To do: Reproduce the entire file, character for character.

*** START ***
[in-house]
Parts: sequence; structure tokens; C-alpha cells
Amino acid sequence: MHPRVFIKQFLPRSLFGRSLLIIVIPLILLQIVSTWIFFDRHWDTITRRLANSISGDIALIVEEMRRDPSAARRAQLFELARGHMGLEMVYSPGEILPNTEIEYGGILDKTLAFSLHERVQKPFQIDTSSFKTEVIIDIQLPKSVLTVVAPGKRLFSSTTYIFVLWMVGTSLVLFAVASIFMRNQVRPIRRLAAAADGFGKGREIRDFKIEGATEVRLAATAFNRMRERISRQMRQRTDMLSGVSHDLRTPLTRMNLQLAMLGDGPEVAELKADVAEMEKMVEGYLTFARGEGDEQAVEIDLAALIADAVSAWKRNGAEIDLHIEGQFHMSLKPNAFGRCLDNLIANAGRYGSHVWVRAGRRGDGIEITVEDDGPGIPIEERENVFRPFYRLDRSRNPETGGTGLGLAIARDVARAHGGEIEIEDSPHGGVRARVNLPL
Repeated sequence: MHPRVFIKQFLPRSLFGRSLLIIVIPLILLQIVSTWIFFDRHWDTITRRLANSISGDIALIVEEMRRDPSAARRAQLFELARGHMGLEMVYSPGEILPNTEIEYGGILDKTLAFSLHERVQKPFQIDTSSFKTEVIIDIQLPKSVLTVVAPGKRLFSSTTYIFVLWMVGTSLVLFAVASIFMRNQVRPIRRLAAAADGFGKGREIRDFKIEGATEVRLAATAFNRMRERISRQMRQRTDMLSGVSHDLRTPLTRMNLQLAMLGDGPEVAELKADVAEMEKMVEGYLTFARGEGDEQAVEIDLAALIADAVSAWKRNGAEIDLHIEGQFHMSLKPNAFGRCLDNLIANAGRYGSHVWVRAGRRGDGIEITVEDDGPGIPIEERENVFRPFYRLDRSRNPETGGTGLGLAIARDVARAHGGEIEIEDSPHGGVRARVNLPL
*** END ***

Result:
[in-house]
Parts: sequence; structure tokens; C-alpha cells
Amino acid sequence: MHPRVFIKQFLPRSLFGRSLLIIVIPLILLQIVSTWIFFDRHWDTITRRLANSISGDIALIVEEMRRDPSAARRAQLFELARGHMGLEMVYSPGEILPNTEIEYGGILDKTLAFSLHERVQKPFQIDTSSFKTEVIIDIQLPKSVLTVVAPGKRLFSSTTYIFVLWMVGTSLVLFAVASIFMRNQVRPIRRLAAAADGFGKGREIRDFKIEGATEVRLAATAFNRMRERISRQMRQRTDMLSGVSHDLRTPLTRMNLQLAMLGDGPEVAELKADVAEMEKMVEGYLTFARGEGDEQAVEIDLAALIADAVSAWKRNGAEIDLHIEGQFHMSLKPNAFGRCLDNLIANAGRYGSHVWVRAGRRGDGIEITVEDDGPGIPIEERENVFRPFYRLDRSRNPETGGTGLGLAIARDVARAHGGEIEIEDSPHGGVRARVNLPL
Repeated sequence: MHPRVFIKQFLPRSLFGRSLLIIVIPLILLQIVSTWIFFDRHWDTITRRLANSISGDIALIVEEMRRDPSAARRAQLFELARGHMGLEMVYSPGEILPNTEIEYGGILDKTLAFSLHERVQKPFQIDTSSFKTEVIIDIQLPKSVLTVVAPGKRLFSSTTYIFVLWMVGTSLVLFAVASIFMRNQVRPIRRLAAAADGFGKGREIRDFKIEGATEVRLAATAFNRMRERISRQMRQRTDMLSGVSHDLRTPLTRMNLQLAMLGDGPEVAELKADVAEMEKMVEGYLTFARGEGDEQAVEIDLAALIADAVSAWKRNGAEIDLHIEGQFHMSLKPNAFGRCLDNLIANAGRYGSHVWVRAGRRGDGIEITVEDDGPGIPIEERENVFRPFYRLDRSRNPETGGTGLGLAIARDVARAHGGEIEIEDSPHGGVRARVNLPL